Look for the information William Whitaker has posted with respect to GamVar, which can be applied when the painting is dry to the touch, rather than having to wait many months.
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Old 02-05-2003, 09:04 PM   #9
Virgil Elliott Virgil Elliott is offline
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Any oil painting should be varnished if you care about how long it will last.

The dry spot phenomenon known as "sinking-in" is usually due to the use of burnt umber, more than anything else, and/or to the practice of thinning the paint with a solvent. When burnt umber is used in too high a concentration, it will defy varnish, as it is highly absorbent. The varnish will be drawn into it and disappear. I seldom use burnt umber any more, for that reason. Raw umber has this tendency, too, but to a lesser degree.

Using glossy mediums can also cause irregularities in surface gloss. I've found the best way to achieve a fairly uniform surface appearance is to not use burnt umber, not thin the paints with solvent or with medium, and instead add only enough linseed or walnut oil to the paint to make it brushable. I add the oil on the palette, using an eyedropper, and mix it in thoroughly with a palette knife. I also avoid the stiffer brands of paint, so I won't have to add so much oil. Try it and see how it works for you.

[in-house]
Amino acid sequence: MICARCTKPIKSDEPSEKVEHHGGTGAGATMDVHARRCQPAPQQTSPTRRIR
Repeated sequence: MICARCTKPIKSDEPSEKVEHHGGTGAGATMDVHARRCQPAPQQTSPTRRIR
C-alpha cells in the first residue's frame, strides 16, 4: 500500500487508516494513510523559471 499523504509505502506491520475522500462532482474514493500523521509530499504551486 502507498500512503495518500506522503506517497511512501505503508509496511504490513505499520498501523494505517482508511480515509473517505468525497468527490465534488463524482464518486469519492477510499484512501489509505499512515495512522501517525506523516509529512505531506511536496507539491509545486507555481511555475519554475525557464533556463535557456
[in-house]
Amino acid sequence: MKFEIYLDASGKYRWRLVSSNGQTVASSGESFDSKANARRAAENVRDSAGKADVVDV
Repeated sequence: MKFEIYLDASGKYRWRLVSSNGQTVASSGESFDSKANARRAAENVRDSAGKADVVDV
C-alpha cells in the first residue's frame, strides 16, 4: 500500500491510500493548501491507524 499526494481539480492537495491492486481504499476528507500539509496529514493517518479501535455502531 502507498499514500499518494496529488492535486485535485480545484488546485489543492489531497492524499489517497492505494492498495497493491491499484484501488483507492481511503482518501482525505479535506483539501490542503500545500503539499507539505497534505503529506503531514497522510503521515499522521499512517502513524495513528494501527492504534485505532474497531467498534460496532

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Old 02-06-2003, 03:52 AM   #10
Enzie Shahmiri Enzie Shahmiri is offline
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Hi Virgil,

After having read that you prefer to use very little medium, I am curious to know what brand of paint you use.